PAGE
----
Activity 2 - Te Ika-a-Māui
Read the Legend of Te Ika-a-Māui ('The Fish of Māui').
Uneasy and suspicious because of Māui's magical powers, his brothers were loathe to have him accompany them fishing. Notwithstanding, Māui hid himself in the bottom of their canoe armed with an enchanted hook which had been shaped by the famous jawbone. He did not emerge until they were well out to sea and then urged his companions to go yet further and still further.
At length a halt was made, the fishing began, and soon the canoe was filled with the catch. The brothers now wished to return but Māui desired to try his luck. He had no bait and the others refused to give him any; however, undeterred, he struck his nose and smeared the blood which gushed over the magic hook. This hook caught the home of Tonga-nui, grandson of Tangaroa, god of the ocean, and the fish that was hanging from the line of Mäui was no less than a portion of the earth.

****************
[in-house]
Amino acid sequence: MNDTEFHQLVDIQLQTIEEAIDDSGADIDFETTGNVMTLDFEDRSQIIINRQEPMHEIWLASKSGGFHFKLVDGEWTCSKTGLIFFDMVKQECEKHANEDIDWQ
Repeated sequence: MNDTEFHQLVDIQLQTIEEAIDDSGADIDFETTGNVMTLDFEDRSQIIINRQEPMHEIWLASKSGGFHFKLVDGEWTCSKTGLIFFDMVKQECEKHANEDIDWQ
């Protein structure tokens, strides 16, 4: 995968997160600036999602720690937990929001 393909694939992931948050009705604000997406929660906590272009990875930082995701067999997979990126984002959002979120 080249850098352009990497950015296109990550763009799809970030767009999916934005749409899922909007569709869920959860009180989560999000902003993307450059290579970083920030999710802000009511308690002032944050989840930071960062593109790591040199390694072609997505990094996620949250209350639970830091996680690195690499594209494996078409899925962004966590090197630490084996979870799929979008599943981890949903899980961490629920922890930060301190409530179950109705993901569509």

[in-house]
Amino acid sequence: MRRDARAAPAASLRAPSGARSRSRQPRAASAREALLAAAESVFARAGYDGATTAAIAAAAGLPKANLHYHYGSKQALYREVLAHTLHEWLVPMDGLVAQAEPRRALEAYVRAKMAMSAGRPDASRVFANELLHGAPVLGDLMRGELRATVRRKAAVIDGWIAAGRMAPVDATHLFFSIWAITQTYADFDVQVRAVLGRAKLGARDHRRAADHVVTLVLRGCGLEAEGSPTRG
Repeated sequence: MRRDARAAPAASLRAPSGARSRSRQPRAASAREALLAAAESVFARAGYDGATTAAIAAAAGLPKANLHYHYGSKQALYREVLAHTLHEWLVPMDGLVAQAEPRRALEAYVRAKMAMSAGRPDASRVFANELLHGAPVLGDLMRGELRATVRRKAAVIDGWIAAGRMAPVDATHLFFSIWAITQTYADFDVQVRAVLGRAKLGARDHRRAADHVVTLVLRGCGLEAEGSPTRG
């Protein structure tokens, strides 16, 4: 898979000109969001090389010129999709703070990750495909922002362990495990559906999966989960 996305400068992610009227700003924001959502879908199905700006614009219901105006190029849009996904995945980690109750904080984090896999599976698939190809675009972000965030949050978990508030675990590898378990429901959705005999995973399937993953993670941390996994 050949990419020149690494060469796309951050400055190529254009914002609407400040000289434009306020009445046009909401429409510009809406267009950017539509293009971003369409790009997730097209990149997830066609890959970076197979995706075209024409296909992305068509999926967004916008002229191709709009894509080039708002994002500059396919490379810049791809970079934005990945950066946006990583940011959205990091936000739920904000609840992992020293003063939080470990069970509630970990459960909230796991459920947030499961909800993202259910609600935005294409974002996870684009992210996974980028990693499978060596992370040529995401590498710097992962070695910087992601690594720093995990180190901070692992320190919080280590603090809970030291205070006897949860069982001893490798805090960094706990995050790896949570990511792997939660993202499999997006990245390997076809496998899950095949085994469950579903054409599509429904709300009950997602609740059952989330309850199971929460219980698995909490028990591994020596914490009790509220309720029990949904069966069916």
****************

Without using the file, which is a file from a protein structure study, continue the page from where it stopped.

The canoe came aground and Māui left his brothers with strict instructions neither to eat nor cut up the fish until he had made appropriate prayers and offerings to the gods. But the brothers disregarded these warnings, with the result that the fish started to toss about – hence the unevenness of the land today. This is now known as the North Island of New Zealand or Te Ika-a-Māui, the fish of Māui. The fish hook, according to legend, became the cape which now forms the southernmost tip of Hawke's Bay.